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I have a problem with ThreadPoolExecutor. There is a list which contains many file name. I want to process these files with multithreading. I only want 2 or 4 threads (depends on the processor) in one time. Sometimes if the files are long I get out of memory exception. I investigated the problem with no result...

The code:

ThreadPoolExecutor executor = new   ThreadPoolExecutor(2, 2,
                0L, TimeUnit.MILLISECONDS,
                new ArrayBlockingQueue<Runnable>(20));

I store the file names in a list then I iterate through the list one-by-one and call the execute() method.

for(String fileName : fileNames) {
   executor.execute(new FileProcess(fileName));
}    

Then shutdown() the poolThread and wait for every thread are finish.

    if (ProjectsHandler.withThread){
        executor.shutdown();
        while(!executor.isTerminated()) {
            // wait until all threads are finish
        }
    }

So I gave out of memory exception. The profiler said the cause is the ThreadPoolExecutor. If I run the program with 1 thread everything is ok, no exception.

What could be the problem? Thanks in advance

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I'm assuming that this is a typo - ThreadPoolExecutor executor + new ThreadPoolExecutor –  mre Jun 15 '11 at 12:52
    
yepp this was a typo. Thanks! –  hcpeter Jun 15 '11 at 13:10
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2 Answers

up vote 0 down vote accepted

If I had to guess, I would bet that your FileProcess class reads in the entire contents of the file you are processing and stores it in an in-memory collection. I would also guess that you are starting the JVM with the default memory which is not that much.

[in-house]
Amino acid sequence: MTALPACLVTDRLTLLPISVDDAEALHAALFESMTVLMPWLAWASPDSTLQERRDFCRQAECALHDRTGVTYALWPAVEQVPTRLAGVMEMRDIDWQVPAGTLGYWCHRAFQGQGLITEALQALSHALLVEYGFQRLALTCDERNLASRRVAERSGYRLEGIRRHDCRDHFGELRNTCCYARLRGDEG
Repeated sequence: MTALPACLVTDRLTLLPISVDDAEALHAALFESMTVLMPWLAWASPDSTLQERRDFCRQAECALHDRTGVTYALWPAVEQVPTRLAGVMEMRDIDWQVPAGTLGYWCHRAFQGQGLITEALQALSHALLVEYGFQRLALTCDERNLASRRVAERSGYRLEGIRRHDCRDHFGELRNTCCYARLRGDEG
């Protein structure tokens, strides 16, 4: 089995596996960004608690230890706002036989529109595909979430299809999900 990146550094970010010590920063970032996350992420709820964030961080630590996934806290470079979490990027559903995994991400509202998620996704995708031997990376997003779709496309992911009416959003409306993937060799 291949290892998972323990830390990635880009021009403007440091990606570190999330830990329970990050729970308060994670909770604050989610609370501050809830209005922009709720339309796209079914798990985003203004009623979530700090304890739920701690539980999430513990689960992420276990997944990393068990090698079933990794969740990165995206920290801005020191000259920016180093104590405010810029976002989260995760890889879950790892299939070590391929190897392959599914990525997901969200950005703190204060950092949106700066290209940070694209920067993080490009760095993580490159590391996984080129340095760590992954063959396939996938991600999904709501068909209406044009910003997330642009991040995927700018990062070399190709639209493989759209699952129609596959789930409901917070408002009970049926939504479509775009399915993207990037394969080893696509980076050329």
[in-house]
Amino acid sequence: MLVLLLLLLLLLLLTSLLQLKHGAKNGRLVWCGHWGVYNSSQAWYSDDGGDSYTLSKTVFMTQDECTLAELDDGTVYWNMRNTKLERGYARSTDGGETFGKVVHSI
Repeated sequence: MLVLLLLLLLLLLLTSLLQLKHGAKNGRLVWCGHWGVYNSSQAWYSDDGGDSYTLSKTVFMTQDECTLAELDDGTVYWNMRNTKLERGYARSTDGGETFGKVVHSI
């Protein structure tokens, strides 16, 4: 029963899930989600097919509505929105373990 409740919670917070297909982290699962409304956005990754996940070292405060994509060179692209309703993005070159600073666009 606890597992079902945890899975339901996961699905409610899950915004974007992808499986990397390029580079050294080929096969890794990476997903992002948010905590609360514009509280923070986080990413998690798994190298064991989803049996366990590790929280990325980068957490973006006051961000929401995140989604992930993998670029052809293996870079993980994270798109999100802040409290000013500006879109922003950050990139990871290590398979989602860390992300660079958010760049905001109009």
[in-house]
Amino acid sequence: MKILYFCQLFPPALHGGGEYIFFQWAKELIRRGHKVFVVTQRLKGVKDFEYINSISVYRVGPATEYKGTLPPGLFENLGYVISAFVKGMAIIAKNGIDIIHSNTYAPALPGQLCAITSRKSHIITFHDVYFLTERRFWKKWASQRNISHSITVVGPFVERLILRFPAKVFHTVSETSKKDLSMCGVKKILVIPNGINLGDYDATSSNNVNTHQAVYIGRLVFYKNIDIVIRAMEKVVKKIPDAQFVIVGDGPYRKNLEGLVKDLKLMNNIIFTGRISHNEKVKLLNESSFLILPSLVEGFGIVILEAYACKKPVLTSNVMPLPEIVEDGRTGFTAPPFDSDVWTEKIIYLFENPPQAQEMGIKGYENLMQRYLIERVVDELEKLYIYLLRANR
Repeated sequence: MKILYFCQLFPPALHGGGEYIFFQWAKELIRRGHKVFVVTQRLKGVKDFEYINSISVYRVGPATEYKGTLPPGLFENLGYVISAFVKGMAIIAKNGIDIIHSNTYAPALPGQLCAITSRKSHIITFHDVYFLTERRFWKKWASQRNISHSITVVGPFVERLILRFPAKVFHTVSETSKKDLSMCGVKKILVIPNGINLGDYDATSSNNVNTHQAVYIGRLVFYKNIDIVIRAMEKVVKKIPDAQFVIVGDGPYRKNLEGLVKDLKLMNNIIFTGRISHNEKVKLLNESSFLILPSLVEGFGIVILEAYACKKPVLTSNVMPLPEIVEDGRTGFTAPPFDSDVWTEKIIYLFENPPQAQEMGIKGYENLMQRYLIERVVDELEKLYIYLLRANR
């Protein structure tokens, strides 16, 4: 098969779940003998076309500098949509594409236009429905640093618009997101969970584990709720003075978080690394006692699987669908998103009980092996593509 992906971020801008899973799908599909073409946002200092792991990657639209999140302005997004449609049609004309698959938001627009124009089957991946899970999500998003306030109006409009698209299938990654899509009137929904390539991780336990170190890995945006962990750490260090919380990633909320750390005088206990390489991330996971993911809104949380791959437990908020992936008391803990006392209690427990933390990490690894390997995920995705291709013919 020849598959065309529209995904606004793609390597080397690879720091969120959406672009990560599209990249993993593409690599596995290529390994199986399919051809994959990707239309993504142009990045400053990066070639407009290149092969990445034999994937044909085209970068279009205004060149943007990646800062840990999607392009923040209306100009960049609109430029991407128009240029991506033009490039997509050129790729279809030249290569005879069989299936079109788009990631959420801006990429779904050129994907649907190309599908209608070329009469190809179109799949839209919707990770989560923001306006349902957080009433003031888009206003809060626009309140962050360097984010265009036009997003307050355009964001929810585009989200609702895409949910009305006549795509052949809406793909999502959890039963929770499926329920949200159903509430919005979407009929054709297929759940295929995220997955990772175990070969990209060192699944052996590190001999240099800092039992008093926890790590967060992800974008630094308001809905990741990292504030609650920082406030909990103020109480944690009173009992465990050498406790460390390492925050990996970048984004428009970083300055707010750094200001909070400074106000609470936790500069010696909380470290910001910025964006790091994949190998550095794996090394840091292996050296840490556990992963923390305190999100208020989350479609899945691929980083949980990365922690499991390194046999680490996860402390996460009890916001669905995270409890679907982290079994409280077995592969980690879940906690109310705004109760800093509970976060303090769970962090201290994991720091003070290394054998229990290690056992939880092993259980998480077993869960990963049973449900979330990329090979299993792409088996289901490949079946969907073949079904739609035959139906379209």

Try using -Xmx 1024M as part of the command line argument to the JVM when you start your program.

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The FileProcess handle the all file reading and processing stuff. I tried with -Xmx and it's worked. I just wondering whether I'm made some mistake in the program or it just consumes memory because of the file size. –  hcpeter Jun 16 '11 at 7:10
    
@hcpeter Possibly a little of both, but is it is a safe assumption that you will never encounter a Gigabyte of file data at once, I wouldn't restructure the program. The JVM by default only allows 64M or memory to store not only the program data but also the Thread stack and Class data (bytecode). Even if the program only had one thread, trying to process a file that is 100M would cause the program to fail because the file data is larger than the program memory. PS if an answer works, it is common courtesy to accept it. –  Tim Bender Jun 16 '11 at 19:43
    
Thanks for the help! –  hcpeter Jun 16 '11 at 20:07
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I don't think the problem is anything to do with threading. If you run two tasks in parallel, and they both need 256MB, and you only have 384MB (for example), you'll run out of memory. If you run them sequentially, without threads, you'll be fine (but it'll take longer).

You should look at the cause of the out of memory exception. Try reducing the memory available to the JVM until the single thread version triggers it. That will make it easier to debug.

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